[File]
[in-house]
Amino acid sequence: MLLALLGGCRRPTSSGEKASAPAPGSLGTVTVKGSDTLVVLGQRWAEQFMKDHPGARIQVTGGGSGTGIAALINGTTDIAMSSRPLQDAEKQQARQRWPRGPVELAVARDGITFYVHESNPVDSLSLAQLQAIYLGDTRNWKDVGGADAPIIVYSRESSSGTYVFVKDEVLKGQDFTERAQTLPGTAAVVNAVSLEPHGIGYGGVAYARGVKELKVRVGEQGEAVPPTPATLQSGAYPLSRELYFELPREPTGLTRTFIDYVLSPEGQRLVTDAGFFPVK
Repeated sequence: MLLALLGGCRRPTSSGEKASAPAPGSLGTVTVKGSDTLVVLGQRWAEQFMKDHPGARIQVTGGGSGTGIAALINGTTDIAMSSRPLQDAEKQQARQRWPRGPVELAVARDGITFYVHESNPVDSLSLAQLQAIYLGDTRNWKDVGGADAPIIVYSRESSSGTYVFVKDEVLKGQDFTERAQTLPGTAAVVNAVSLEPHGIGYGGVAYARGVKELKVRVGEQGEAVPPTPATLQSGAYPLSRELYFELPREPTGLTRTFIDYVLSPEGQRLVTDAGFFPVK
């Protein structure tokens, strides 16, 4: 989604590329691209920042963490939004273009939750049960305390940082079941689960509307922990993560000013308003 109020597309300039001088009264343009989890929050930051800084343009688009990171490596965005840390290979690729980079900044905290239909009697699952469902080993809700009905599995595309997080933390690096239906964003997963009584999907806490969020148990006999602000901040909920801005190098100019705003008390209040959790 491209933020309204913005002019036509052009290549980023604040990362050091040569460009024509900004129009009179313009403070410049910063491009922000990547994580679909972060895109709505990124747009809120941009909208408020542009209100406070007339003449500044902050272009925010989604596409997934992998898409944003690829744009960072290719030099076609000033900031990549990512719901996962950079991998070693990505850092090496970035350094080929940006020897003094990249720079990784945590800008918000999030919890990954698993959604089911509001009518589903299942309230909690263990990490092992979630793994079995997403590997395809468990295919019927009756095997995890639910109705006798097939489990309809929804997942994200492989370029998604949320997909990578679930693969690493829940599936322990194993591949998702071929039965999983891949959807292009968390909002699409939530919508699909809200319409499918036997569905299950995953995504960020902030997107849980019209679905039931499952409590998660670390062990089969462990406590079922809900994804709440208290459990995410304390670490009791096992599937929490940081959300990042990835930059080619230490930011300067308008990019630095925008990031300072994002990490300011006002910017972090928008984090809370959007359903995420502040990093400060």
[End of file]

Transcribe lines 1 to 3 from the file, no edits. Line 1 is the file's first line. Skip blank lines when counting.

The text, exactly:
[in-house]
Amino acid sequence: MLLALLGGCRRPTSSGEKASAPAPGSLGTVTVKGSDTLVVLGQRWAEQFMKDHPGARIQVTGGGSGTGIAALINGTTDIAMSSRPLQDAEKQQARQRWPRGPVELAVARDGITFYVHESNPVDSLSLAQLQAIYLGDTRNWKDVGGADAPIIVYSRESSSGTYVFVKDEVLKGQDFTERAQTLPGTAAVVNAVSLEPHGIGYGGVAYARGVKELKVRVGEQGEAVPPTPATLQSGAYPLSRELYFELPREPTGLTRTFIDYVLSPEGQRLVTDAGFFPVK
Repeated sequence: MLLALLGGCRRPTSSGEKASAPAPGSLGTVTVKGSDTLVVLGQRWAEQFMKDHPGARIQVTGGGSGTGIAALINGTTDIAMSSRPLQDAEKQQARQRWPRGPVELAVARDGITFYVHESNPVDSLSLAQLQAIYLGDTRNWKDVGGADAPIIVYSRESSSGTYVFVKDEVLKGQDFTERAQTLPGTAAVVNAVSLEPHGIGYGGVAYARGVKELKVRVGEQGEAVPPTPATLQSGAYPLSRELYFELPREPTGLTRTFIDYVLSPEGQRLVTDAGFFPVK